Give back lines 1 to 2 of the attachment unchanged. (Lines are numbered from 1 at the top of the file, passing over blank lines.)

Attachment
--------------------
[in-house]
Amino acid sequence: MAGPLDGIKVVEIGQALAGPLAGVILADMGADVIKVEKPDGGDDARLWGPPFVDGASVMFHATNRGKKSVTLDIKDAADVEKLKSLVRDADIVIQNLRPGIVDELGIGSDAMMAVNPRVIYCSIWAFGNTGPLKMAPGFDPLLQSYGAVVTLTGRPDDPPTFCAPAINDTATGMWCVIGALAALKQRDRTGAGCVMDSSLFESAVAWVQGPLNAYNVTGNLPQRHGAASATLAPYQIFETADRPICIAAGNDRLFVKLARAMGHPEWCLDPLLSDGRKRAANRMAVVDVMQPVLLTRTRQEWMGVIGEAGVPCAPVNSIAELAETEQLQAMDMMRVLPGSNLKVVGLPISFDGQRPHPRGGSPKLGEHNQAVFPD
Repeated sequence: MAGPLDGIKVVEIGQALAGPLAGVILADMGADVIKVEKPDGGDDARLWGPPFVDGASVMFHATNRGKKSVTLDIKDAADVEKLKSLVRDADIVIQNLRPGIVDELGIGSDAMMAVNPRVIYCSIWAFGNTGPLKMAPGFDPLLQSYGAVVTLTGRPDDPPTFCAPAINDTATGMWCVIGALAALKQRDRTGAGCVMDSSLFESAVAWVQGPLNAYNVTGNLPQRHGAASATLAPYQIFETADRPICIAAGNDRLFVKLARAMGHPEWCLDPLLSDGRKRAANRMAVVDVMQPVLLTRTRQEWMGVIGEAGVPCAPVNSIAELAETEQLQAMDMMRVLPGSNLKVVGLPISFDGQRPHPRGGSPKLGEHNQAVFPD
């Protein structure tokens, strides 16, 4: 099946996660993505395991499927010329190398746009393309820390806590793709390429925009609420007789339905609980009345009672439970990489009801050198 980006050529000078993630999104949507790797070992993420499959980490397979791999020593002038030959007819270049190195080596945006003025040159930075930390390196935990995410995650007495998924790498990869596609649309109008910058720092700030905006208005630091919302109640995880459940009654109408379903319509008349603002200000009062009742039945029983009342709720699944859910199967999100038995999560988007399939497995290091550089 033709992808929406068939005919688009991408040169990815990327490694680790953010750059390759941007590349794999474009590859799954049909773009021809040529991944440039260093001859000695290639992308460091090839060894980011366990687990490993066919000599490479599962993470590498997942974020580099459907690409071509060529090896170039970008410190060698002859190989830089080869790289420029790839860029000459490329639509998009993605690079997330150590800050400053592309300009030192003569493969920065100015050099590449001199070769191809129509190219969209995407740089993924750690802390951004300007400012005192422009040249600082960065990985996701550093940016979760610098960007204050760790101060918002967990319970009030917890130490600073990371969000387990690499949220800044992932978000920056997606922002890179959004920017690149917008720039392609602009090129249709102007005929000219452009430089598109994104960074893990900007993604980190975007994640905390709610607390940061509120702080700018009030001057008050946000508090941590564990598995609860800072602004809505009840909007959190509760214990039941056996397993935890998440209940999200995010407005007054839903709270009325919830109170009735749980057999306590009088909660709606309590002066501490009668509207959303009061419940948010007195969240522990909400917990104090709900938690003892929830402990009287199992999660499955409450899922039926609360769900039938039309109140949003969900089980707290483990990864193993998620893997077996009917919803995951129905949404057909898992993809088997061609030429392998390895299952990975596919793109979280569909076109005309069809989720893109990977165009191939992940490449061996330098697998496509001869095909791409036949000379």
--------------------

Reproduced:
[in-house]
Amino acid sequence: MAGPLDGIKVVEIGQALAGPLAGVILADMGADVIKVEKPDGGDDARLWGPPFVDGASVMFHATNRGKKSVTLDIKDAADVEKLKSLVRDADIVIQNLRPGIVDELGIGSDAMMAVNPRVIYCSIWAFGNTGPLKMAPGFDPLLQSYGAVVTLTGRPDDPPTFCAPAINDTATGMWCVIGALAALKQRDRTGAGCVMDSSLFESAVAWVQGPLNAYNVTGNLPQRHGAASATLAPYQIFETADRPICIAAGNDRLFVKLARAMGHPEWCLDPLLSDGRKRAANRMAVVDVMQPVLLTRTRQEWMGVIGEAGVPCAPVNSIAELAETEQLQAMDMMRVLPGSNLKVVGLPISFDGQRPHPRGGSPKLGEHNQAVFPD